Thanks Meg. I tried Google Sketchup quite a while ago but have been meaning to give it another shot when I get some time.
 
+Josh Smith You can use any 3D or cad program, there are tons of free converters available online to convert your model to STL format when you're ready to print.
rob M.
+
1
2
1
 
gr8 thread here ;-) My background was primarily 3d-modeller w/ bit of general CG (digital paint, some design/some lighting & camera/animation) for a few vidgames in 90s & various corporate/ boring clients b4 & after that time due to severe-health-struggles.
NOTE 1 of my health issues is OCD ((obsessive compulsive disorder) so i apologize if this post gets-too-long-winded...0_o...
So, YES as far as high quality 3d modelling/building apps they do exist even for the artist/designer who's young or has budget constraints. Like Enoxh says, the main format is "filename.STL" because it's an old-tried-and-true format from the
days when engineers & manufacturers utilized CAD/CAM prototyping....BUT.....
as Doc FARNSWORTH {Futurama;-) would say, GOOD news everyone!
It turns out that the industry has so many uses ((like the medical-printing mentioned above)) as well as
millions of
toys & hobbyists-creations, and especially boutique, household designer lamps, clocks, gizmos, well, it's driving the costly machines down to the point at which
the Z-Corp's basic-low-end (yet professional) 3d-printer is
now only US $ 5thousand: even tho these machines co$t millions of dollars back in 80s for aerospace &
auto industries, etc.
BUT that means that a true CAD app (which has all it's
strength in accurate-digital-drafting such as for medical or maching/manufacturing) well, these CAD apps WILL allow your 3d model to
stand a much better chance of working on
any company's 3d printer; rather than
using the
more common 3d modelling animation apps: YES it's a bit of a drag. i.e., most 3d modeling/animation apps are geared to the way artists & designers think/work whereas strong-solid-CAD /drafting apps have always been used by the
science + engineering & big-industry folks. Hence Enoxh hit it right on-target :: most artists will endup using
good 3d-modeling-animation apps & then they must output
an old "STL" file-format for the 3d-printing;
many of those will cause bugs & printing problems due to
the different nature of the drafting-world versus the more artistic-oriented-world-of-3d-animation apps. meh i foundout the hard way when i tried to make a print a
year or so ago; my model was very basic/simple, a good test or learning attempt..yet the 3d-printer's software could not translate my model's data over-into the 3d-printer: it would NOT even TRY to print..HOWEVER,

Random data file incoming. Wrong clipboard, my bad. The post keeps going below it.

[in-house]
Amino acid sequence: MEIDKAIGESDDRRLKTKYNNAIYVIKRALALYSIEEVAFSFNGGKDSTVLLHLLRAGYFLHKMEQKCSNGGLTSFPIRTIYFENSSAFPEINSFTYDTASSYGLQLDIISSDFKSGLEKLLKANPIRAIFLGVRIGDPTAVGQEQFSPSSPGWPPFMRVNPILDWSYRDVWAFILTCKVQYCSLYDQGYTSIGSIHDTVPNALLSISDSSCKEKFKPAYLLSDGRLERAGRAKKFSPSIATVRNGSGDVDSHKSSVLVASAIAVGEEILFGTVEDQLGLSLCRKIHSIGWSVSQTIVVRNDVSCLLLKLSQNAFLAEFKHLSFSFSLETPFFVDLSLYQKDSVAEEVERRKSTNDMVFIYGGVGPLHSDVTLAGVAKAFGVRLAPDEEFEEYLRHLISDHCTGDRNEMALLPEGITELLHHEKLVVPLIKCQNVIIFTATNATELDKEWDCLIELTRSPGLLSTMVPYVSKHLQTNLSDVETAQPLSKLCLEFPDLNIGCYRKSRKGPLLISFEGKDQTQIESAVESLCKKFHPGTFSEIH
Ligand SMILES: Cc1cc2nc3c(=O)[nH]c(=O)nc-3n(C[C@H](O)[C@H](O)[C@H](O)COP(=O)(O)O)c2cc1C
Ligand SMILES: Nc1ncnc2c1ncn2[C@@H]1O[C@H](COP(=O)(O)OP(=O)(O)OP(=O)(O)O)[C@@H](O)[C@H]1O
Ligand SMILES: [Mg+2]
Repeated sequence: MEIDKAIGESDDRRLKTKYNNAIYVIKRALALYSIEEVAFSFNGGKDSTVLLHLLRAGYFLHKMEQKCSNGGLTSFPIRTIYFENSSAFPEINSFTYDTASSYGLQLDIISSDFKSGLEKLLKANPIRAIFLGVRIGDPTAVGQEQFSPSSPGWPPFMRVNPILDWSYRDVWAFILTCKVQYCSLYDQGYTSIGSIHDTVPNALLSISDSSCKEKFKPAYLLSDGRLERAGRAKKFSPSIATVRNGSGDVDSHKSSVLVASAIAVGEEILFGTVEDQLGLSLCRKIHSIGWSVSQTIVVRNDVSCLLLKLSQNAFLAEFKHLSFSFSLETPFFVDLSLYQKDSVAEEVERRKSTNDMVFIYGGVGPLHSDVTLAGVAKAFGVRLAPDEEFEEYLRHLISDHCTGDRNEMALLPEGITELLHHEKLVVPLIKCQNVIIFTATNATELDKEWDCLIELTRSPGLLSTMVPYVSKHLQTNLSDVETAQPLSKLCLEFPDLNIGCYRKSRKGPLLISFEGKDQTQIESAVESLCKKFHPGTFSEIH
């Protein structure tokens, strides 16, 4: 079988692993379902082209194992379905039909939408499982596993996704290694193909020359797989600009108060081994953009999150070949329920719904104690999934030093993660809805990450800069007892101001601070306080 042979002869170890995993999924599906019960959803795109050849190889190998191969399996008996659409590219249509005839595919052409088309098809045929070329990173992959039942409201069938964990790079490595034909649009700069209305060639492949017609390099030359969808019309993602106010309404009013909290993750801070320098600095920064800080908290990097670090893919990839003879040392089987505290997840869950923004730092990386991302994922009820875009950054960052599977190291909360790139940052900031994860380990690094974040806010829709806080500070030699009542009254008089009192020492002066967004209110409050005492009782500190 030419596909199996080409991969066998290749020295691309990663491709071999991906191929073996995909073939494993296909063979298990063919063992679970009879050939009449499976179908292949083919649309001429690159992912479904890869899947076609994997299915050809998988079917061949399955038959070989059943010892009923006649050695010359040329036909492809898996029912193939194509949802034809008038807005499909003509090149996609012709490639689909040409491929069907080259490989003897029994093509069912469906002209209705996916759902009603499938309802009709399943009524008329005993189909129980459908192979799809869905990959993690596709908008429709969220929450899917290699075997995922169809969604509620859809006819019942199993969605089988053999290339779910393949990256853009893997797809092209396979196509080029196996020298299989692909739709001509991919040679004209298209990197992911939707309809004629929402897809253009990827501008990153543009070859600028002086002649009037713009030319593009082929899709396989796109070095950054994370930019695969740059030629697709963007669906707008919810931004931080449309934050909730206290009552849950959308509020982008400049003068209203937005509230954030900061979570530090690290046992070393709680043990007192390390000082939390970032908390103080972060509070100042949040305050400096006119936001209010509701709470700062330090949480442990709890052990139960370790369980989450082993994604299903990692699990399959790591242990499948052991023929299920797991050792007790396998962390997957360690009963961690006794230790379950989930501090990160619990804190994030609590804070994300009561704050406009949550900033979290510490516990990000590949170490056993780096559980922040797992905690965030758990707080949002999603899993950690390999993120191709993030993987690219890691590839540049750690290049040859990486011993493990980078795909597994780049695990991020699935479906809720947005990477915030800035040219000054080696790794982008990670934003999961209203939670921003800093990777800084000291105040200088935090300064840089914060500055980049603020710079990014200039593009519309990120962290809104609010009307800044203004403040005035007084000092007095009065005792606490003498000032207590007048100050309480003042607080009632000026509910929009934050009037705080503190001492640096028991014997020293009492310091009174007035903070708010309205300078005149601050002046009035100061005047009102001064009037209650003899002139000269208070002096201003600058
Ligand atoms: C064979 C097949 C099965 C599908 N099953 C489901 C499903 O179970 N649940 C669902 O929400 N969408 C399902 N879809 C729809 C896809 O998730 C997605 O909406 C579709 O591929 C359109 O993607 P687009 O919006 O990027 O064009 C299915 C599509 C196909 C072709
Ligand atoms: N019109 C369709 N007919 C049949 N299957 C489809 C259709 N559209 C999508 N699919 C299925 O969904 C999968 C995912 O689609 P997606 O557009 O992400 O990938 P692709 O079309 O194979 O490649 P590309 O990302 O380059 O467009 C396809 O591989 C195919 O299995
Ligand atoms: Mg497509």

lots of smart coders are doing just what Enoxh said:
helping to write programs/apps that translate different modeling file-formats into better &
more-accurate STL formats, etc etc.
ALSO: Some 3d modelling apps can output a good "IGES"
or "OBJ" format from the model-file;
& there's a 3d printing service in the UK (i think they're
called PD Models) who's 3d-printers can deal w/ any of those formats fairly well,
--so i looked them up & 1 of their modelers, a guy named Lewis, has posted some of their 3d-prints to
the CG Society's advanced animation-forums (aka CG Talk)
(many of the best CG/digital artists in the world show portfolios & discuss professional 3d + animation issues in the CG Talk social-network: i highly recommend-it; well he posted this 3d-object that
his group had printed: dig the detail they achieved on this TINY "knight/warrior-sculpture" in which it's hands had fingers soooooooo small that they measured less-than-HALF a millimeter wide & the whole 3d-printed-object DID print them in hi-detail yet the whole body of the character/warrior was only 4 inches tall, excellent : http://i1241.photobucket.com/albums/gg502/luka1222/DSCF5370.jpg
...and CG Talk// CG Society:
http://forums.cgsociety.org/showthread.php?f=2&t=1043277&page=3&pp=15
 
+rob Darmok That's a nice summary rob!

Klaus Stadlmann has been doing some great work recently and has developed the world's smallest 3D printer! You can learn more about it here.. http://3dmicroprinter.com/
 
Power to the people with ideas. Let them be unleashed!
 
to everyone saying that it would be awesome to print out more 3D printers, main issue will be an energy shortage. i understand 3D printers use high-potency lasers to work, not something you will be able to just plug in your home's energy outlets